Meet the Artist: Iris Kwon

Meet the Artist: Iris Kwon

Meet the artist behind our latest Artist Edition lens cloth, Iris Kwon of Child Appetite.

Iris Kwon is the imaginative designer and illustrator behind Child Appetite. “Child Appetite” derives from a Korean phrase - 초딩 입맛 (cho-ding ib-mat) - which can be roughly translated to “Elementary Tastebuds.” It’s an essential flavor, driven by our craving for certain foods that we enjoyed as kids and never fully grew out of. This term embodies the essence of Iris' work and the core feeling that she draws from in her creative process. Her aim is to ultimately help create an atmosphere that brings out those lost childhood moments and produces a spark that will help us all restore this wonder.

What was your inspiration for this artwork?
Since the outbreak of the pandemic in 2020, there has been a great deal of chaos and unpredictable moments in the world around me. Even the weather patterns in LA have been abnormal, with more rain and cloudy days than usual. And most people would agree to the fact that weather changes our mood. That's why I am drawn to the idea of capturing the upcoming Super Bloom, which we will be able to see around Los Angeles around this time of the year. The thought of our plants and flowers thriving amidst the challenges of the past year is a powerful symbol of positivity and hope that can uplift our spirits.

Your work aims to bring out those lost childhood moments. Tell us about this.
Growing up, I was constantly on the move, hopping from one country to another as a Korean kid. Each time, I had to adapt to a new culture and way of life, which wasn’t always easy. I found myself holding on to my past memories more tightly, because everything around me seemed so fleeting and temporary.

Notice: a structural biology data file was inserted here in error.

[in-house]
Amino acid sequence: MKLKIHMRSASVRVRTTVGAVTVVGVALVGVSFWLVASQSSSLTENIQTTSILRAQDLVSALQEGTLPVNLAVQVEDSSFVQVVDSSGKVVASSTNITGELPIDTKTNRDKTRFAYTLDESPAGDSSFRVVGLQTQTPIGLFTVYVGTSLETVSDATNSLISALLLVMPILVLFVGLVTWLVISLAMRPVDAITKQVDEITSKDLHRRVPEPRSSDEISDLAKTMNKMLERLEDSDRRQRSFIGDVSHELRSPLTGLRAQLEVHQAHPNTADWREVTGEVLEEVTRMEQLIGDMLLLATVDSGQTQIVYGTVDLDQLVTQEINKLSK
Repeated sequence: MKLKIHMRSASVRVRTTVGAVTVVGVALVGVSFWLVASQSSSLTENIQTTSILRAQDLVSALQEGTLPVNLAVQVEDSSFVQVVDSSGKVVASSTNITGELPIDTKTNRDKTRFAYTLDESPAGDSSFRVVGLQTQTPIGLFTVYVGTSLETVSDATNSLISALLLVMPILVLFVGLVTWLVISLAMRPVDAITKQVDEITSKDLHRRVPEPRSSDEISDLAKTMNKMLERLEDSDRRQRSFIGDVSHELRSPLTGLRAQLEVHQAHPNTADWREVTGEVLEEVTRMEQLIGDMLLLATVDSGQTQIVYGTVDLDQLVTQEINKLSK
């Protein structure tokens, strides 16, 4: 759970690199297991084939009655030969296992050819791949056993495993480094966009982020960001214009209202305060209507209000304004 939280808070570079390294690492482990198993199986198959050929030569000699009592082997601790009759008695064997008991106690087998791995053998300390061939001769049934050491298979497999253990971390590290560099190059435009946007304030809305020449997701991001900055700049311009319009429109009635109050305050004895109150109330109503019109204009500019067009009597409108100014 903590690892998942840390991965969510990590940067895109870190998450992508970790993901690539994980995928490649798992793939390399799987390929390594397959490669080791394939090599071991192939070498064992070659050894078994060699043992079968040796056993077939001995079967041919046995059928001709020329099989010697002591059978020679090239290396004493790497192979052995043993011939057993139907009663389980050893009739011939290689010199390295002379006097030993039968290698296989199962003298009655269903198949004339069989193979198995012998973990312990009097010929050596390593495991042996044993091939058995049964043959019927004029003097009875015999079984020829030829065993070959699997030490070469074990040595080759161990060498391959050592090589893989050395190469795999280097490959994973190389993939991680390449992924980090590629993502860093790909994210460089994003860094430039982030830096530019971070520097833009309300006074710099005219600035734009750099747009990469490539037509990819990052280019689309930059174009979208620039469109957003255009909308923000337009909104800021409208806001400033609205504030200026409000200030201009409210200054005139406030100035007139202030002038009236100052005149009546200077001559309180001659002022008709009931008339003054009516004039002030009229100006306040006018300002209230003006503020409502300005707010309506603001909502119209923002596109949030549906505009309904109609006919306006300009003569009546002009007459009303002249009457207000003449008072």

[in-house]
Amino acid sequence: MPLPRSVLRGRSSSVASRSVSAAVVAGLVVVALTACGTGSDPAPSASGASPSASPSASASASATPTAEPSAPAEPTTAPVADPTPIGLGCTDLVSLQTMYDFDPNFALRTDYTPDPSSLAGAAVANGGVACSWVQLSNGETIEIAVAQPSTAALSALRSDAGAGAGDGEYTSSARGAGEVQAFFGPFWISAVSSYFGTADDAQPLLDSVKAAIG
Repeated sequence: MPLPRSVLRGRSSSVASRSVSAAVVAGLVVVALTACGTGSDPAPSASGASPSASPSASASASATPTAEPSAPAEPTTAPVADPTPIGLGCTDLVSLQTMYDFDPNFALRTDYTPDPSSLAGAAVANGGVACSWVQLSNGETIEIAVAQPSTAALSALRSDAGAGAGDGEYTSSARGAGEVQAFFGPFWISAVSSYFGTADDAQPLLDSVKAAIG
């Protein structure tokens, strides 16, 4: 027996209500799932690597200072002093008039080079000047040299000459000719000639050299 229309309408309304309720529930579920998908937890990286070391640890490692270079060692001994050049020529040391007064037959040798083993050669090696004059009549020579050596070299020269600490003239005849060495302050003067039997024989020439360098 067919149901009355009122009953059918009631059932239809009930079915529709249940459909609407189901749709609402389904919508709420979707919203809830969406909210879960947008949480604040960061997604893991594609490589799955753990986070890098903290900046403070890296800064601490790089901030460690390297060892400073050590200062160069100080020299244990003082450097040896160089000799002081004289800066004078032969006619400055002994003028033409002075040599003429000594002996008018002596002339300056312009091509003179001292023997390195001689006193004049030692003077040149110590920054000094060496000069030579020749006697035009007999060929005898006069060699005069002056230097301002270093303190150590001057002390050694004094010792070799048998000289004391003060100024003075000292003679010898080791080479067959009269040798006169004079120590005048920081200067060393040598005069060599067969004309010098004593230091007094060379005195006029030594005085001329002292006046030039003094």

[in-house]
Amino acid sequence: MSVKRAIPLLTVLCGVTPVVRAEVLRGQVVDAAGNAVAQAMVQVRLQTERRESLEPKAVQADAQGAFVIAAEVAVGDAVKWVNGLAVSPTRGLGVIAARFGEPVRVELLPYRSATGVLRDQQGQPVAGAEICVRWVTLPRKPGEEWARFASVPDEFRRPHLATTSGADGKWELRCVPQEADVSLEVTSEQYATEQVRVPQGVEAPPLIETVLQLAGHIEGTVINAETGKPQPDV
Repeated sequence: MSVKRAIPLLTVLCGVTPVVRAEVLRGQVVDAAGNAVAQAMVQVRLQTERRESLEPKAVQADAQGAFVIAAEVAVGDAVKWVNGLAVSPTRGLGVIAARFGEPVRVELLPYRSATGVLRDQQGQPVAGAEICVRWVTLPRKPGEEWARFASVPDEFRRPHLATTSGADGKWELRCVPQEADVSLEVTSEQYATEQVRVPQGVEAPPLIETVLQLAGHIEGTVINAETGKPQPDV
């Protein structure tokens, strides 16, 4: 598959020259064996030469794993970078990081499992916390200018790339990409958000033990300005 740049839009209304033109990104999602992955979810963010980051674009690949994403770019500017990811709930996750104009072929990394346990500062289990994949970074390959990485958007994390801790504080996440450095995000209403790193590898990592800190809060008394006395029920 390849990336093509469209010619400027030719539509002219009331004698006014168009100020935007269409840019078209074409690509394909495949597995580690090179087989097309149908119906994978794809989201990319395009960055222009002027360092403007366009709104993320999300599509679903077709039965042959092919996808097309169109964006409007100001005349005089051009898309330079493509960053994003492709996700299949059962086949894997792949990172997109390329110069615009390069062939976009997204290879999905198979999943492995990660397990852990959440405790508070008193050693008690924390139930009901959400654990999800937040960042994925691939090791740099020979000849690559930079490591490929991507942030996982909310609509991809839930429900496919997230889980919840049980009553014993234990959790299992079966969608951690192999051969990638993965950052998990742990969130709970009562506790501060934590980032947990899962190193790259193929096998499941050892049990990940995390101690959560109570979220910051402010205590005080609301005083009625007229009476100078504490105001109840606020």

As I got older, I realized that I had a deep desire to capture and preserve those lost memories in a tangible way. That’s why I started working on Child Appetite, my personal brand where I use my illustrations to recreate moments from the past. Through my art, I’m able to revisit those memories and give them a new life.

What are some of your earliest memories with art as a child?
I remember, my mom turned the garage into my playroom, so that I can literally draw and paint all over the wall and floor, because I always was holding crayons everywhere I go.

What is your process of creating new work?
I usually start with looking at my dream journal. I realized, a lot of the time, all the deep memories from your past get reflected in your dream unconsciously. Almost like a diary. I use the phrase or clusters of the world to create the theme of the illustration.

Tips for working through creative blocks?
I don’t rely solely on my imagination or my dreams to create new things, because I do get stuck. So, to keep my creativity flowing, I feed myself to different types of media, like random poetry, 80’s films,and documentaries. I also love chatting with people that are not from creative fields, because the way they think really opens up different perspectives on things.

How has your Korean background influenced your art?
Even though I spent 80% of my life so far in a different country, that 20% that I spent in Korea, heavily influenced the way I think and the way I create art. There’s so much unique and interesting culture in Korea that continues to inspire me as I get older.

Favorite Covry frame?
Hamal Silver